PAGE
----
Despite protestations from the government and Tokyo Electric Power Co. that the tsunami that knocked out the Fukushima No. 1 nuclear plant was unforeseeable, noted seismologists and nuclear experts say the crisis is largely man-made.
Kojiro Irikura, an honorary professor of seismology at Kyoto University who was on the committee drawing up quake resistance guidelines for nuclear plants in September 2006, said that the Fukushima plant lacked effective “multiple protections” at some key facilities.
Another committee member and nuclear plant expert, Kunihiko Takeda of Chubu University, criticized the government for not demanding that power companies be prepared for natural disasters, in particular tsunami like the massive waves that knocked out the critical cooling systems at three of the six nuclear reactors at the No. 1 plant.
“The Fukushima No. 1 plant crisis was not caused by tsunami, but by lack of multiple safeguards,” Irikura said. “The guidelines stipulate nuclear plant operators must minimize risk even from unexpected events.”
The multiple safeguards that Irikura referred to are anything but complicated. “I mean, for example, surrounding key facilities with walls and ceilings,” he said.
Of the four nuclear power stations on the Pacific coast, only the Fukushima No. 1 plant lost its cooling systems and ended up emitting radioactive substances.
It’s not uncommon for nuclear reactors to be located near the sea, where seawater can easily be used to cool the water that then cools the reactors.
In all there are 14 reactors at the four facilities along the Pacific coast, where the tsunami triggered by the March 11 quake killed thousands of people. All shut down automatically after the quake and their emergency diesel generators kicked in. But at the Fukushima No. 1 plant the subsequent tsunami knocked out all the power that was supposed to keep critical safety systems running to cool the reactors’ fuel rods until external power could be restored.
In contrast, two of the three emergency diesel generators at the Tokai nuclear plant in Ibaraki Prefecture withstood the tsunami thanks to 3.3-meter walls put up by operator Japan Atomic Power Co around the two seawater pumps. The pumps are critically important because they send water to cool the emergency generators, which in turn power the cooling systems for the reactors.
The walls were built specifically to defend against tsunami, while the one for the third pump had not been completed yet, spokesman Koji Otake said.
At the Fukushima No. 1 plant, the seawater pumps were exposed to the environment.
The seawater pumps at the Fukushima No. 2 plant are housed in buildings and therefore remained intact. Tepco was able to bring the reactors there under control once external power was restored.
Still, Otake of the Japan Atomic Power Co. admitted the three pumps might have been severely damaged if the tsunami had been as high as in Fukushima, where it is believed to have been at least 10 meters.
The Tokai plant is located 6.11 meters above sea level, which means the tops of the walls protecting the pumps are 9.41 meters above sea level.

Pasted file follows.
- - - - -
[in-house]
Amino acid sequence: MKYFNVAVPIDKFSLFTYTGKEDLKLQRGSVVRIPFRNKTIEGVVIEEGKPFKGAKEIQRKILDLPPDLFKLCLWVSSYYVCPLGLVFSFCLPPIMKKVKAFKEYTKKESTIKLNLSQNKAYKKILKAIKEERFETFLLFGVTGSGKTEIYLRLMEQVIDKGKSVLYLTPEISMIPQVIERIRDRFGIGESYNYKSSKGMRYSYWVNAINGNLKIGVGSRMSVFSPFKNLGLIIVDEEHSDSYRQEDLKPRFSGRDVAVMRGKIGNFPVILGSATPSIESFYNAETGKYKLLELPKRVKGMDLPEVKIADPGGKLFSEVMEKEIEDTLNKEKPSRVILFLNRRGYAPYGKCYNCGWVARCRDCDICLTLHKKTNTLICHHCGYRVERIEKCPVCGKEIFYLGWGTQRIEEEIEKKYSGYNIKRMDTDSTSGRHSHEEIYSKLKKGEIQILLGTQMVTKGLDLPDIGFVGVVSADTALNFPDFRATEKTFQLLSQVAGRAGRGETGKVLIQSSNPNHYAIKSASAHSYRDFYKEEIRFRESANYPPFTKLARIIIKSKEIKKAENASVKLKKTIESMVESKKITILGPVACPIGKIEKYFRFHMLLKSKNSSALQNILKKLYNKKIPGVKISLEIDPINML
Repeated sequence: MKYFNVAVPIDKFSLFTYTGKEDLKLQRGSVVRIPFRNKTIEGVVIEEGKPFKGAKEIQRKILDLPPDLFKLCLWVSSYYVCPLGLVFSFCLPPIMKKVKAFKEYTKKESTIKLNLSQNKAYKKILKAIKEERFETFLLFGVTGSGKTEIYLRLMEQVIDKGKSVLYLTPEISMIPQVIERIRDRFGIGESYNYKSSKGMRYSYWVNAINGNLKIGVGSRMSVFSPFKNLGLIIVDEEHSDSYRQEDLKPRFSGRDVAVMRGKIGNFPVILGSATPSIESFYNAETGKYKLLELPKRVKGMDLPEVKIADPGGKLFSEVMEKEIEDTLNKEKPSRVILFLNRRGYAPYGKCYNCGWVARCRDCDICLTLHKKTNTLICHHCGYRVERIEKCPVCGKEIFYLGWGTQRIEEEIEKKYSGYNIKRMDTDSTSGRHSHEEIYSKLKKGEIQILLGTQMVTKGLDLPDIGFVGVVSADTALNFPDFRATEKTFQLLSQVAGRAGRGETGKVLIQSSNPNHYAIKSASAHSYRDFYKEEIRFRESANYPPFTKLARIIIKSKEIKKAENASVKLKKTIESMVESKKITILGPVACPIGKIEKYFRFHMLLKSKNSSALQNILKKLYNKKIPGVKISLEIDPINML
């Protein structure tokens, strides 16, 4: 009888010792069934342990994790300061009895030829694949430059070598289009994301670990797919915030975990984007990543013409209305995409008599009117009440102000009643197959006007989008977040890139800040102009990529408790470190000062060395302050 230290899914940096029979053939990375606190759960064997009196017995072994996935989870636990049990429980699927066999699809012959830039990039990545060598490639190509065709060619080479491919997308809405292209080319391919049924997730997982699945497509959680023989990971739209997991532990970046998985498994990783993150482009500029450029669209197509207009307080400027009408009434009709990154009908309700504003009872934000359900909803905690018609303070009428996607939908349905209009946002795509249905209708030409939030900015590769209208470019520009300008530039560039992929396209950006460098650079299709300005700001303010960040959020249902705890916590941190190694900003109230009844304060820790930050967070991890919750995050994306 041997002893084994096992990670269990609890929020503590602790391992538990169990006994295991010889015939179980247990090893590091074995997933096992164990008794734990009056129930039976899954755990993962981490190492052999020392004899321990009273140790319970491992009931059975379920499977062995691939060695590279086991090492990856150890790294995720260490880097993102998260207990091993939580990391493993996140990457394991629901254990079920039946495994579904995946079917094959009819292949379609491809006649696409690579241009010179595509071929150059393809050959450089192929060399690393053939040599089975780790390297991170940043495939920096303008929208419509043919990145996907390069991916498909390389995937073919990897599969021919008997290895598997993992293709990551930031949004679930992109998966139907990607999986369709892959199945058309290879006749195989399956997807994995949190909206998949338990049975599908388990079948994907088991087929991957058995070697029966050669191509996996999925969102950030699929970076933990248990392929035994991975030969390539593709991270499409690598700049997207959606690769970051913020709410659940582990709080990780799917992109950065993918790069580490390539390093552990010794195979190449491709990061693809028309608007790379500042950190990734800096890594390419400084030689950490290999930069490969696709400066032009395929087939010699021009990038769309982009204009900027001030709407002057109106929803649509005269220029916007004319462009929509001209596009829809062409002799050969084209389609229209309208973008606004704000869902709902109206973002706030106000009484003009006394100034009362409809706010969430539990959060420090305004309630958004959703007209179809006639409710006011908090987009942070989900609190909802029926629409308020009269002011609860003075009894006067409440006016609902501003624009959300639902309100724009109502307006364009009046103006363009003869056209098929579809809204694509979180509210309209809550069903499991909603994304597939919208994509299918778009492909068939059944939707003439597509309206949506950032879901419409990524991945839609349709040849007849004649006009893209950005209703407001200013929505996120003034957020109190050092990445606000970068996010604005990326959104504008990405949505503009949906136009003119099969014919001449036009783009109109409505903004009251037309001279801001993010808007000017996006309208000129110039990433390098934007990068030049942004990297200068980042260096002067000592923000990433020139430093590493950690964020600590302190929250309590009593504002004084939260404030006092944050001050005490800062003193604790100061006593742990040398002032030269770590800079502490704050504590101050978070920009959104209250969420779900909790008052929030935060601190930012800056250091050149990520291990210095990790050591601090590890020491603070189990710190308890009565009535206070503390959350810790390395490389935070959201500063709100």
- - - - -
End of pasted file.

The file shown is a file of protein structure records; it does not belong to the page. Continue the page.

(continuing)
The emergency diesel generators at the Onagawa nuclear plant in Miyagi Prefecture were not submerged because the plant is 14.8 meters above sea level, Tohoku Electric Power Co. spokesman Sota Notsu said, adding that the company took tsunami into account when building the plant.
The exact heights of the tsunami that hit the four nuclear plants aren’t known.
While Irikura pointed to Tepco’s unpreparedness at the Fukushima No. 1 plant, Takeda of Chubu University said the government, which promotes nuclear power as a clean source of energy to the world, is responsible for checking the safety of nuclear plants.
Quake guidelines for nuclear plants, revised by the Nuclear Safety Commission in September 2006, essentially order power companies to design plants without compromising safety in case of earthquakes “that can be expected no matter how rare.”
In the only place in the guidelines where tsunami are mentioned — the last sentence of the 14-page document — it stipulates that plants must be designed “not to have their safety greatly compromised by tsunami, which can be expected no matter how rare.”
“The guidance is not very specific and thus it is up to the power companies’ discretion to assume the scale of quakes and tsunami,” Takeda said.
It does not use terms understandable to ordinary people to describe the power of quakes, such as magnitude and “shindo,” the Japanese seismic scale that tops out at 7. The wording is meant for seismic experts and construction designers, he said.
“I am a nuclear expert, not a quake expert. I didn’t understand the guidance very much, so I asked other committee members to use words people understand. But they didn’t listen,” he said.
“The guidance is useless. The truth is that the government made sure in the guidance that it doesn’t take responsibility in case disasters beyond expectation break out,” said Takeda, who promotes safe nuclear power plants.
Meanwhile, Irikura of Kyoto University expressed regret that the tsunami risk is hardly mentioned.
“I am sorry and feel responsible,” he said. “We should not use an excuse that disasters beyond expectation have broken out.”